As I’ve already told you a few days ago, I finished a book that took me a while to read. This book is A Tale for the Time Being by Ruth Ozeki, which is currently shortlisted for the Man Booker Prize. I had a copy on my bookshelf from my Book Depository win this spring, so I decided to give it a go.
Summary quoted from Canongate¹:
‘Hi! My name is Nao, and I am a time being. Do you know what a time being is? Well, if you give me a moment, I will tell you.’
Ruth discovers a Hello Kitty lunchbox washed up on the shore of her beach home. Within it lies a diary that expresses the hopes and dreams of a young girl. She suspects it might have arrived on a drift of debris from the 2011 tsunami. With every turn of the page, she is sucked deeper into an enchanting mystery.
In a small cafe in Tokyo, sixteen-year-old Nao Yasutani is navigating the challenges thrown up by modern life. In the face of cyberbullying, the mysteries of a 104-year-old Buddhist nun and great-grandmother, and the joy and heartbreak of family, Nao is trying to find her own place – and voice – through a diary she hopes will find a reader and friend who finally understands her.
A Tale for the Time Being is mostly set in the 21st century in Japan and Canada. The dominance of the setting changes with the location. The island where Ruth lives felt very clear to me. However, this could be because I’ve already been to British Columbia and Vancouver Island and know what the landscape looks like. But also the temple in Japan and its surroundings were clear, in contrast to Tokyo, which seemed blurry to me. Ms. Ozeki also uses the weather to create and intensify mood especially in Ruth’s chapters. I really like this concept.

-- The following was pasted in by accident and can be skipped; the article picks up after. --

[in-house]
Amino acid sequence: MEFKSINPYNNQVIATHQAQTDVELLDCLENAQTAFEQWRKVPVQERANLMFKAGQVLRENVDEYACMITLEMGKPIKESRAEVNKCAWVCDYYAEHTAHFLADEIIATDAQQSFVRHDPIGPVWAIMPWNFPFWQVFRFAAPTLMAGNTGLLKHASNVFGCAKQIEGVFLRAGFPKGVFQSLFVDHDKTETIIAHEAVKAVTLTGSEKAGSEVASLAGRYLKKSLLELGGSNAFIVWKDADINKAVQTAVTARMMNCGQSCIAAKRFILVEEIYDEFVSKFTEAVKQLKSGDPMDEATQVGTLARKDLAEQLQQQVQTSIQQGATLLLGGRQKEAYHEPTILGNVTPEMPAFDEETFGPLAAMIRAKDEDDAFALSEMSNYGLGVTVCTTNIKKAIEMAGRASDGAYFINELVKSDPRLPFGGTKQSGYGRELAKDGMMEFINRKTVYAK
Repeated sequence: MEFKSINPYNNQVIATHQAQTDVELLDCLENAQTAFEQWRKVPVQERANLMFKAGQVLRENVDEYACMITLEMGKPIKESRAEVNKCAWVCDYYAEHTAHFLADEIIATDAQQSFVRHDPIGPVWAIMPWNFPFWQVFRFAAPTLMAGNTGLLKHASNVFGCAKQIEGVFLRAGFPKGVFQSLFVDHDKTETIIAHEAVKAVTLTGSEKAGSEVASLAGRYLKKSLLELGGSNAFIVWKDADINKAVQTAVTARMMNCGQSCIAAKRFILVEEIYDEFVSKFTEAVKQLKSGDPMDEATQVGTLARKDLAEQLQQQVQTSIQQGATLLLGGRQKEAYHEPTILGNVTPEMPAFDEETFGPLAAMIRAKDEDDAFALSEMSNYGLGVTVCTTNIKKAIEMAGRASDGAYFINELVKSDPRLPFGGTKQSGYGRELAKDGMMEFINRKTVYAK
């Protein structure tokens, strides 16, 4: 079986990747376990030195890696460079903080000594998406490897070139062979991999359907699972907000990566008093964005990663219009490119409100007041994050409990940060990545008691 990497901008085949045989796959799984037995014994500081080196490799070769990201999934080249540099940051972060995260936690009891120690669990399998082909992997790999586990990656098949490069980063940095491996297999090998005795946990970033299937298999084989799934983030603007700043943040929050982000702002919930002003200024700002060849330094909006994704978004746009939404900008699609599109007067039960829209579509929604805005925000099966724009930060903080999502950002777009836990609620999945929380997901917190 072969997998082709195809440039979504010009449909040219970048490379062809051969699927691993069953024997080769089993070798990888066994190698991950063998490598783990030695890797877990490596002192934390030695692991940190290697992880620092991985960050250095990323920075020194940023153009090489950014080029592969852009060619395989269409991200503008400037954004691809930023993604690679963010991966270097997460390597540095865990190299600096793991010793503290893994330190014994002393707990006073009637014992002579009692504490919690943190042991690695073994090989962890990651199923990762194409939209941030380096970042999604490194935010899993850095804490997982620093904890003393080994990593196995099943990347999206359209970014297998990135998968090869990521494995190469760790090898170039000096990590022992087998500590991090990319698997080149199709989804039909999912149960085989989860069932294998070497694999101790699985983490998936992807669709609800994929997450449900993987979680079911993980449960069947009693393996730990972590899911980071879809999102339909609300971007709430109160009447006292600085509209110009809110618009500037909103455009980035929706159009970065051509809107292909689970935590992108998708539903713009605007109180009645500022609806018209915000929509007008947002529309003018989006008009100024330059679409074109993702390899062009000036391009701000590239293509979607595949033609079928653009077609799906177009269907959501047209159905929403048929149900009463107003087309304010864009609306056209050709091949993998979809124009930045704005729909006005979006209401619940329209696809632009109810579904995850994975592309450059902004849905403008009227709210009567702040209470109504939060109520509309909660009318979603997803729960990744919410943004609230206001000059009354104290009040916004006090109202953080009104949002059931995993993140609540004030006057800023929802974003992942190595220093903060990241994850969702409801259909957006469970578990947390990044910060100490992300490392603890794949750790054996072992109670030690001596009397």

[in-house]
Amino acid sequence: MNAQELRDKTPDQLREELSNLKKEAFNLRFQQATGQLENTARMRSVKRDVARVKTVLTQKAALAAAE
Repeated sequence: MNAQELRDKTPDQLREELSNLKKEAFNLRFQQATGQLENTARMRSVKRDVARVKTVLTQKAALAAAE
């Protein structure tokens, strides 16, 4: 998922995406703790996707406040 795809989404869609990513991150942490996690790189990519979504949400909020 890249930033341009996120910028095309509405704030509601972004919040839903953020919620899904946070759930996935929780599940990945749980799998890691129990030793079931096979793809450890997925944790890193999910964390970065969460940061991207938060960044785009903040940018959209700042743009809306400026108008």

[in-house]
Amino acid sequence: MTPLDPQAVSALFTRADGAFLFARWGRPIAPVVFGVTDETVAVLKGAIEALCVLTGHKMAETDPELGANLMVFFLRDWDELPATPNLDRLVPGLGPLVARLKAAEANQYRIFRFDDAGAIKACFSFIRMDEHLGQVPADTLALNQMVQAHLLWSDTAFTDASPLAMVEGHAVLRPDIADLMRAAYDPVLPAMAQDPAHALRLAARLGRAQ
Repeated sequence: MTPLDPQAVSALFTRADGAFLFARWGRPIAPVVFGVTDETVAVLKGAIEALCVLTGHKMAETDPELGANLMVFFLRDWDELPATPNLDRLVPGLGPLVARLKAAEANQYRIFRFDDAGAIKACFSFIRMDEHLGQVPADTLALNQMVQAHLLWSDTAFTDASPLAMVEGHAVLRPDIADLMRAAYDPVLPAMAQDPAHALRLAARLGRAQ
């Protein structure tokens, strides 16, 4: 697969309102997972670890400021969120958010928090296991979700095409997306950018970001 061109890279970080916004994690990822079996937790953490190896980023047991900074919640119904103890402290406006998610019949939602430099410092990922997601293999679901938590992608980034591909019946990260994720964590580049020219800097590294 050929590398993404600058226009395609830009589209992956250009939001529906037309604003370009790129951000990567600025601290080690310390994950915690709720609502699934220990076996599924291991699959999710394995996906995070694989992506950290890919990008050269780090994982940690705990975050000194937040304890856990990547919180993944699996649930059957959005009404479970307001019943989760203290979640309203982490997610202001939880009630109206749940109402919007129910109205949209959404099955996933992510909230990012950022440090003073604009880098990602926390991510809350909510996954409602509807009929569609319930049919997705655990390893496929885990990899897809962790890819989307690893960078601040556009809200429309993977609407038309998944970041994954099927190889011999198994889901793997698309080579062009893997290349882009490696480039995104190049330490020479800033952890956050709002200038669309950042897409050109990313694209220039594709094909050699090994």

The two main characters are Nao and Ruth. Even though Nao is 16 years old, she often acts like she is 14 or younger but on the other hand, she does things that (in my opinion) don’t fit her childish behavior. Well, let’s say, Nao has problems, which is hardly surprising if you read her story. Nevertheless, Nao’s character wasn’t always very believable throughout the book. I preferred Ruth. Her character seems to lead a steady life, but if you take a closer look, it isn’t all roses. Ruth is fascinated by Nao’s diary and wants to know all about that girl from Japan. I was really able to connect with Ruth, at least until the last few pages. Two other characters that I think were great are Nao’s father Haruki and Nao’s great-grandmother Jiko.
Now on to the hardest part (at least for me). The story. For the first ~125 pages, I had massive problems getting into the book. I was thinking about giving up on reading, because I didn’t care what was going to happen to Nao or to anyone else in the book. The only thing that kept me going was the fact that I hardly give up on a book. So I read on and it did get better. I finally wanted to know about Nao’s (and her father’s) fate. Sometimes, I even felt distracted by Ruth’s story between Nao’s passages. But there were still things that I didn’t like. There was too much talk of Zen Buddhism in the book and, unfortunately, the book started to get quite boring again towards the end (even though I like the main idea of the ending). Maybe A Tale for the Time Being just wasn’t meant for a time being like me.